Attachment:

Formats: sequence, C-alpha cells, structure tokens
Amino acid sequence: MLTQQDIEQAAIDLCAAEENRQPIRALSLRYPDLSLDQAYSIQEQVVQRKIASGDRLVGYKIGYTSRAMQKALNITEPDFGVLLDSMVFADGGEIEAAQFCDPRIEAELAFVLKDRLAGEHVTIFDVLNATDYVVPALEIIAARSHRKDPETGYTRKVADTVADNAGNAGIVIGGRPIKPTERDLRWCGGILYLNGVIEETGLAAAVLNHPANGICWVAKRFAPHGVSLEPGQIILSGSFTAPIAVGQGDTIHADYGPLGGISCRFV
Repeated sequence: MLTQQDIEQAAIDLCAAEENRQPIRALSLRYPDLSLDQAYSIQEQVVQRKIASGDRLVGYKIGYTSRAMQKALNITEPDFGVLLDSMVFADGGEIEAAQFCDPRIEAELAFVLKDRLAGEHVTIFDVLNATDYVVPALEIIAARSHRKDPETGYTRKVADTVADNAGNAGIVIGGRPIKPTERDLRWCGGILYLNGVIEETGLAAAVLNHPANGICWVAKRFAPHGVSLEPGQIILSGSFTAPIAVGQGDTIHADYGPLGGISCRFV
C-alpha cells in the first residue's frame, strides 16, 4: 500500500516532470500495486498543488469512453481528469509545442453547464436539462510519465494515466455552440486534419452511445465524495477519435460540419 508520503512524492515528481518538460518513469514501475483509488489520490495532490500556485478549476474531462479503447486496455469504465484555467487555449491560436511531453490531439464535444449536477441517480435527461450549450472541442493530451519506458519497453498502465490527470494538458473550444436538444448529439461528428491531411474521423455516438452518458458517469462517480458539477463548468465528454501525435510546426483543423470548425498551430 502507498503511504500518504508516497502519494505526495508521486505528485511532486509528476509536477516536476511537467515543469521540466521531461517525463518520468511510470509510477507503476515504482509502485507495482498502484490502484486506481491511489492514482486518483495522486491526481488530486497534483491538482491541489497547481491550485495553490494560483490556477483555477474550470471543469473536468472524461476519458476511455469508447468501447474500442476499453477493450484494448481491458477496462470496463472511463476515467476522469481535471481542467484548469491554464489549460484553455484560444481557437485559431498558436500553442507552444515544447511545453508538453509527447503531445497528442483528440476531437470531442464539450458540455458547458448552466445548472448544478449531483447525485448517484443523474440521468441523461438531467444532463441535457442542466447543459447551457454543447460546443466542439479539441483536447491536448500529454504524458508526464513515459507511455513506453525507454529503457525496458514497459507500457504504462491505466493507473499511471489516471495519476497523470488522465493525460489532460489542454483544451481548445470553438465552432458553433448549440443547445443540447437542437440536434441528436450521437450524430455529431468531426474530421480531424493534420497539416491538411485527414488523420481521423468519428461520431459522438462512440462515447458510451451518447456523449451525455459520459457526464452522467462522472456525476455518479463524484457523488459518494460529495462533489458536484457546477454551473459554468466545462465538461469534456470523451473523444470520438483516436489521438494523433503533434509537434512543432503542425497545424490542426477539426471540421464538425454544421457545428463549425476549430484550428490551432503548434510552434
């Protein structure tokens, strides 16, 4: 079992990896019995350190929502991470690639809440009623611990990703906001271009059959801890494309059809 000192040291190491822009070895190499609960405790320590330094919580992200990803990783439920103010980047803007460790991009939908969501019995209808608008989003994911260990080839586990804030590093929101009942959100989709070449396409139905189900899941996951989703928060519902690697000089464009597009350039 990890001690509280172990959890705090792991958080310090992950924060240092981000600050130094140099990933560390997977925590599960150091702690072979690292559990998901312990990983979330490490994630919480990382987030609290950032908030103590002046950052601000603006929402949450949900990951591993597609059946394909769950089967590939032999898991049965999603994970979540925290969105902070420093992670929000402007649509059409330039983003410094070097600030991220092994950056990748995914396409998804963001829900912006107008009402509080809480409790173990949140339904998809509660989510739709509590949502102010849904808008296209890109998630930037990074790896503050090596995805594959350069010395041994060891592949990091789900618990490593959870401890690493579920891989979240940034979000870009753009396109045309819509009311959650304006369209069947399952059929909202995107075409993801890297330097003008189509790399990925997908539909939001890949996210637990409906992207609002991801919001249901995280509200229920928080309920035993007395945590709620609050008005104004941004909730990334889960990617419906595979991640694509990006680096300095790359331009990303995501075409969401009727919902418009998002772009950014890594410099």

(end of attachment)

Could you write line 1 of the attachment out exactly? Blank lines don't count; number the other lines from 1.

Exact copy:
Formats: sequence, C-alpha cells, structure tokens